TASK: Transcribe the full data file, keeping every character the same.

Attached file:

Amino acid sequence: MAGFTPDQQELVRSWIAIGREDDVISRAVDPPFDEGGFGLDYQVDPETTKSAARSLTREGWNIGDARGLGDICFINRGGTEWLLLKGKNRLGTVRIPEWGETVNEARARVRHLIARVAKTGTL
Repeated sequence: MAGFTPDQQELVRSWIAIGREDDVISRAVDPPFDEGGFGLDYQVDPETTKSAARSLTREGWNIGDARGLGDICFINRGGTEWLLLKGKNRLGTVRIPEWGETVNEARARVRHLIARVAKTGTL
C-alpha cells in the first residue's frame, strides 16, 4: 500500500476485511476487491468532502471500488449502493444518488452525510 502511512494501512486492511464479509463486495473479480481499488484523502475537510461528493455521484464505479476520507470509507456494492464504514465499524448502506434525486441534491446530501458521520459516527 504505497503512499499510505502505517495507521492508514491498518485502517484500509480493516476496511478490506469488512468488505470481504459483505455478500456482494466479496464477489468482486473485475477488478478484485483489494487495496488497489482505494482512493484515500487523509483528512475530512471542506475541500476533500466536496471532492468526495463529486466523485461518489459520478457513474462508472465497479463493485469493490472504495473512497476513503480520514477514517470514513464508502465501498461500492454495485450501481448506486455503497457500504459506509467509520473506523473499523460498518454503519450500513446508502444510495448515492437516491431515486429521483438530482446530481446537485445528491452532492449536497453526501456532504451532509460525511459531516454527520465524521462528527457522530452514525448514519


Amino acid sequence: MAGFTPDQQELVRSWIAIGREDDVISRAVDPPFDEGGFGLDYQVDPETTKSAARSLTREGWNIGDARGLGDICFINRGGTEWLLLKGKNRLGTVRIPEWGETVNEARARVRHLIARVAKTGTL
Repeated sequence: MAGFTPDQQELVRSWIAIGREDDVISRAVDPPFDEGGFGLDYQVDPETTKSAARSLTREGWNIGDARGLGDICFINRGGTEWLLLKGKNRLGTVRIPEWGETVNEARARVRHLIARVAKTGTL
C-alpha cells in the first residue's frame, strides 16, 4: 500500500476485511476487491468532502471500488449502493444518488452525510 502511512494501512486492511464479509463486495473479480481499488484523502475537510461528493455521484464505479476520507470509507456494492464504514465499524448502506434525486441534491446530501458521520459516527 504505497503512499499510505502505517495507521492508514491498518485502517484500509480493516476496511478490506469488512468488505470481504459483505455478500456482494466479496464477489468482486473485475477488478478484485483489494487495496488497489482505494482512493484515500487523509483528512475530512471542506475541500476533500466536496471532492468526495463529486466523485461518489459520478457513474462508472465497479463493485469493490472504495473512497476513503480520514477514517470514513464508502465501498461500492454495485450501481448506486455503497457500504459506509467509520473506523473499523460498518454503519450500513446508502444510495448515492437516491431515486429521483438530482446530481446537485445528491452532492449536497453526501456532504451532509460525511459531516454527520465524521462528527457522530452514525448514519